Freedom8 Mesoamerica




   

Kabah
lies south of Uxmal, and connected to the larger city by a sacbe, or Mayan road. While almost certainly subordinate to its northern neighbor, Kabah was nonetheless an important location in its own right, and greets todays visitors with its own ambiance.The best known structure is the Palace of the Mask, an imposing building used for religious rituals and other state ceremonies. Its terrace contains extensive hieroglyphic text behind an alter that may well have been used for human sacrific. Carved panels, door jams and lintels make this a breathtaking example of the incredibly advanced and complex Mayan stone carving art.
The people of Kabah grew crops, participating in the great Mayan trade routes, and kept a wary eye to the north. The relationship between the smaller cities and the larger ones could change dramatically with the ascention of a new ruler in either location. A benevolent protector might be succeeded by a ruthless tyrant, eager to accrue greater glory by capturing slaves and increasing his dominance. A willing subject king might be succeeded by a ambitious rebel, eager to gain fame by freeing his city from the dominance of a powerful neighbor. The succession of a new ruler was a major event in the Mayan world, one can imagin that spies from many near-by city-states were among the throngs gathered to watch the rituals and pageantry that marked the beginning of a new reign.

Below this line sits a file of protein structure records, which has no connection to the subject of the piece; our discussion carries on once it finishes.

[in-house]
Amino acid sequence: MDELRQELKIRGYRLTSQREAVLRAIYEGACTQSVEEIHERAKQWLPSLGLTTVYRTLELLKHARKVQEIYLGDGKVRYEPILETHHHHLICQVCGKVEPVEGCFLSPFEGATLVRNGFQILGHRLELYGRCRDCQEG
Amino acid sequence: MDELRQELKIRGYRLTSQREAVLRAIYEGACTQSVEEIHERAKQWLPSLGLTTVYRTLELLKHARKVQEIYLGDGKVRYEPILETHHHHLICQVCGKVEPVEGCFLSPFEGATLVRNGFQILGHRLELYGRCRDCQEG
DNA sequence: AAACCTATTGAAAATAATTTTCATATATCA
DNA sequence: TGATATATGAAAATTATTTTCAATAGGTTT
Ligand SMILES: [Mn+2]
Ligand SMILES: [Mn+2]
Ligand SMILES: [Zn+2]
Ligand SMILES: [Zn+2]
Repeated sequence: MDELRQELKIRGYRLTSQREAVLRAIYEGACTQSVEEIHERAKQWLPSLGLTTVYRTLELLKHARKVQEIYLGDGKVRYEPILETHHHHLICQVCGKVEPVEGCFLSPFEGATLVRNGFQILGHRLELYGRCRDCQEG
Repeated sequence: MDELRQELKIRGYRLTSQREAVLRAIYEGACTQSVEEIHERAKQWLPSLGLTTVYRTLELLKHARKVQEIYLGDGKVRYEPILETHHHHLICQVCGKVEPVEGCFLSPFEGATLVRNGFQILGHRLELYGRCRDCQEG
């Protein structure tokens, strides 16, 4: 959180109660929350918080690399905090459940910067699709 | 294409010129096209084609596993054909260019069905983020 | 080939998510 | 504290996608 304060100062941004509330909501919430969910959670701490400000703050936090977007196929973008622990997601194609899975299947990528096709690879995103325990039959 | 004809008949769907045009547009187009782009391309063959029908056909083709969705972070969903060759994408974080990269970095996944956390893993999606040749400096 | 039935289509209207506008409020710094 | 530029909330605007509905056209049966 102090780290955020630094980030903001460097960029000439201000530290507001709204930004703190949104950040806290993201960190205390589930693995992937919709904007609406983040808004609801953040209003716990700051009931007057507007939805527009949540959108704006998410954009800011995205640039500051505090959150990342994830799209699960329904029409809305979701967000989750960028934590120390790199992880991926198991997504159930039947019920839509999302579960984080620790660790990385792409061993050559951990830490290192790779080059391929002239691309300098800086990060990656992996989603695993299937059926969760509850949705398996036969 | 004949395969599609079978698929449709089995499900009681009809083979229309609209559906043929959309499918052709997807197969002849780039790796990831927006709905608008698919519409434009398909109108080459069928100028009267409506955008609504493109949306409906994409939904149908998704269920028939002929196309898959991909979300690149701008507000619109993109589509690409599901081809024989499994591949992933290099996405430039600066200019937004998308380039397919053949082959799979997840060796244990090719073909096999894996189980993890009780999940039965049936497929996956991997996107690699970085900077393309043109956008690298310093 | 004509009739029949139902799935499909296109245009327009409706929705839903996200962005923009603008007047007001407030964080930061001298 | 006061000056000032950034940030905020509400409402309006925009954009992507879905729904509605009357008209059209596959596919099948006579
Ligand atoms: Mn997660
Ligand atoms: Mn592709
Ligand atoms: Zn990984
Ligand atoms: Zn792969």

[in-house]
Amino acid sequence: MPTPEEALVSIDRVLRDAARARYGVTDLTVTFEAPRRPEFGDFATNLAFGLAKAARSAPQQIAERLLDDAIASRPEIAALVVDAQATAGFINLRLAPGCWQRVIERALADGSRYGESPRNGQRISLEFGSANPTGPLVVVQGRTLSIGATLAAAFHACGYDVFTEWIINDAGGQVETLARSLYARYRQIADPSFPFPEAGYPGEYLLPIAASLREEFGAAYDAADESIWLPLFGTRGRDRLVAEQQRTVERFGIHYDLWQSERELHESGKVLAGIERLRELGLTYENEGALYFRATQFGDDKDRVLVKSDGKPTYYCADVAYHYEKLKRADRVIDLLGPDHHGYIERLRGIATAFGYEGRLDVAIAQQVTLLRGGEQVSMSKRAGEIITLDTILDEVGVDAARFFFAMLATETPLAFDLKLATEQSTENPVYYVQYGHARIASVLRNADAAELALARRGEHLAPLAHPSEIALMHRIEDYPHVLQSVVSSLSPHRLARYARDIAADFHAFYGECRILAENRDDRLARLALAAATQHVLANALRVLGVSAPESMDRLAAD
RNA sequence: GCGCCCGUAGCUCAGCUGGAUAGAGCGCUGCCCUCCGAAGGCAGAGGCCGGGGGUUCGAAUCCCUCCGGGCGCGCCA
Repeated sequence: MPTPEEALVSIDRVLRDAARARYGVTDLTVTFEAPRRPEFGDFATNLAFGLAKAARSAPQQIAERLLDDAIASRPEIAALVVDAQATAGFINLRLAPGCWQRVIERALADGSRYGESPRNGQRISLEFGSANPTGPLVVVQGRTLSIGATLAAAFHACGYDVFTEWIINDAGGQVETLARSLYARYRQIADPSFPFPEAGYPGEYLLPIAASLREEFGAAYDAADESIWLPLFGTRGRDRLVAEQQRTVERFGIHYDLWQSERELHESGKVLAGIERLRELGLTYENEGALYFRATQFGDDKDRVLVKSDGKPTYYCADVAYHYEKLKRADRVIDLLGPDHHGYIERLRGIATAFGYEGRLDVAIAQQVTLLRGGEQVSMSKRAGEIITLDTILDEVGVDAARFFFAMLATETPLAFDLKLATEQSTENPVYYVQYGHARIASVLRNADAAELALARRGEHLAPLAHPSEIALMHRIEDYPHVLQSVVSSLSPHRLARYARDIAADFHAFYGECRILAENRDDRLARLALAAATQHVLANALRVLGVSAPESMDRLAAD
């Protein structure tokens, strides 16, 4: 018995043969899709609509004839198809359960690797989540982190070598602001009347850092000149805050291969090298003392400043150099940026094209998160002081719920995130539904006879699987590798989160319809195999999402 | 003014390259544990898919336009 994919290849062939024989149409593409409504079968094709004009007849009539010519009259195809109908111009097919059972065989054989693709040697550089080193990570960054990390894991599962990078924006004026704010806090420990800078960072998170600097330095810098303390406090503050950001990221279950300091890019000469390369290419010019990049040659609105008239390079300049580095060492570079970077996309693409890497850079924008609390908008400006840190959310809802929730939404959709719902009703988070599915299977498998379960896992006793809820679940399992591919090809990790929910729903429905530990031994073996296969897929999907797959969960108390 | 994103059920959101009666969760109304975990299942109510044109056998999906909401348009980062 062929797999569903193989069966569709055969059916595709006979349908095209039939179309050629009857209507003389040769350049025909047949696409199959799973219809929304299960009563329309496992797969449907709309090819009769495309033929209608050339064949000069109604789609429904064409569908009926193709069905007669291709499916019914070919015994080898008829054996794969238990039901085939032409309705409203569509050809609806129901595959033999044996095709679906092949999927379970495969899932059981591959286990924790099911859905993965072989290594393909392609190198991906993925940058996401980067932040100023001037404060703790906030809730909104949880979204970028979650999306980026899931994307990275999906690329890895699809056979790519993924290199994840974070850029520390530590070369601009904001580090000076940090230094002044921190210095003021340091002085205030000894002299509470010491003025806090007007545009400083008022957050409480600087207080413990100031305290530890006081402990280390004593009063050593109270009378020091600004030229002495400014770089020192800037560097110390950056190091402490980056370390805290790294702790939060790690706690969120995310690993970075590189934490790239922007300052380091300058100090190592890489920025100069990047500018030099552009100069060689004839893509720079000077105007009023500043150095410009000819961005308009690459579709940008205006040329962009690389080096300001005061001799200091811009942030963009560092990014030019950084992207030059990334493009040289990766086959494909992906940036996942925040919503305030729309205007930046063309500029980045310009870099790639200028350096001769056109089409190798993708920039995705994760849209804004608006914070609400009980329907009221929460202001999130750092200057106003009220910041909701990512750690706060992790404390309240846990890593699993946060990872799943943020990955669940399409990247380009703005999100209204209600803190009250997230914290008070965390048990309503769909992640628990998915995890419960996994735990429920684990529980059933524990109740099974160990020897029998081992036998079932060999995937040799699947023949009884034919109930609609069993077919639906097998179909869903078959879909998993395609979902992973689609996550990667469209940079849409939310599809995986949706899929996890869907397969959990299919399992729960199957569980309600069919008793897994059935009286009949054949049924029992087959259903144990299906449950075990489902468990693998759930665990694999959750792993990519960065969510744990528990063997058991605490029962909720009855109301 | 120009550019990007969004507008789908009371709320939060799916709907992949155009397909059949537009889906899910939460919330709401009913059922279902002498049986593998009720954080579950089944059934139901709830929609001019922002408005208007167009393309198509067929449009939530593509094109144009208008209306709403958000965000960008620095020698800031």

Today, Kabah sits silently, its days of intrigue and influence faded into the depths of history. But the visitor willing to sit amoung the ruins, to cast an inquisitive eye over the glyphs and carvings and to picture the color and life of a past millennium will be well rewarded by this compelling reminder of an ancient age.